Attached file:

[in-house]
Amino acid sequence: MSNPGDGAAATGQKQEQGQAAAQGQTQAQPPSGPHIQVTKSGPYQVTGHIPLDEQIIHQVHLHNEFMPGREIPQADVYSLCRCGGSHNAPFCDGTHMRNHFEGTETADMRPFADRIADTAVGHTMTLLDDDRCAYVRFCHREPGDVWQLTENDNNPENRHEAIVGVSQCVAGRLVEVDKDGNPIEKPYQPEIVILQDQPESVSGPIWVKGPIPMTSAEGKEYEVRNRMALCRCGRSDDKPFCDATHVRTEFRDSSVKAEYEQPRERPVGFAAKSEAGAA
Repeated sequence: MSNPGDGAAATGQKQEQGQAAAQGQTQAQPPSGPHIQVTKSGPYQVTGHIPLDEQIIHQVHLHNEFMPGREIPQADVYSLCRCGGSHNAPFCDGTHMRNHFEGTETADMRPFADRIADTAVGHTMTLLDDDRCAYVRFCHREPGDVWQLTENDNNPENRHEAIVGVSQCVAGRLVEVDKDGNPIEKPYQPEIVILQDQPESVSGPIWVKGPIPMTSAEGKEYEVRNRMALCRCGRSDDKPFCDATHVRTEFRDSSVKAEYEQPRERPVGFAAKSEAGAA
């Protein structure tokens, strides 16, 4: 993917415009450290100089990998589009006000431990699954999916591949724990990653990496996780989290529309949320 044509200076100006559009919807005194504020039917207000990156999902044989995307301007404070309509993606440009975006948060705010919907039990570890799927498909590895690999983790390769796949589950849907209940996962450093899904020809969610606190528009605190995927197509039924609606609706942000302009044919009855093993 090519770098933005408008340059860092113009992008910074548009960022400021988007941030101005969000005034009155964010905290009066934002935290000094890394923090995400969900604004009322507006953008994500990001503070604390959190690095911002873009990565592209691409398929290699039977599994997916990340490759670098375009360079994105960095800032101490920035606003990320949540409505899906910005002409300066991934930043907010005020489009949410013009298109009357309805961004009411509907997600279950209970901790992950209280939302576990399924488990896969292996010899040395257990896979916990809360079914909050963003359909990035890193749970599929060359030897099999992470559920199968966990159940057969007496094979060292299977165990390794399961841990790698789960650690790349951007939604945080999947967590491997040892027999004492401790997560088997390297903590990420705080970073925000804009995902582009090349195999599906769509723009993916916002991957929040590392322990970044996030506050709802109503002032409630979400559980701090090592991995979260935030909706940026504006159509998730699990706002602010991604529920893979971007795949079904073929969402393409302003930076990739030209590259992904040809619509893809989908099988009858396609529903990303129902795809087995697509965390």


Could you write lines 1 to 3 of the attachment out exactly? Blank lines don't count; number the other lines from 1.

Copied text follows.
[in-house]
Amino acid sequence: MSNPGDGAAATGQKQEQGQAAAQGQTQAQPPSGPHIQVTKSGPYQVTGHIPLDEQIIHQVHLHNEFMPGREIPQADVYSLCRCGGSHNAPFCDGTHMRNHFEGTETADMRPFADRIADTAVGHTMTLLDDDRCAYVRFCHREPGDVWQLTENDNNPENRHEAIVGVSQCVAGRLVEVDKDGNPIEKPYQPEIVILQDQPESVSGPIWVKGPIPMTSAEGKEYEVRNRMALCRCGRSDDKPFCDATHVRTEFRDSSVKAEYEQPRERPVGFAAKSEAGAA
Repeated sequence: MSNPGDGAAATGQKQEQGQAAAQGQTQAQPPSGPHIQVTKSGPYQVTGHIPLDEQIIHQVHLHNEFMPGREIPQADVYSLCRCGGSHNAPFCDGTHMRNHFEGTETADMRPFADRIADTAVGHTMTLLDDDRCAYVRFCHREPGDVWQLTENDNNPENRHEAIVGVSQCVAGRLVEVDKDGNPIEKPYQPEIVILQDQPESVSGPIWVKGPIPMTSAEGKEYEVRNRMALCRCGRSDDKPFCDATHVRTEFRDSSVKAEYEQPRERPVGFAAKSEAGAA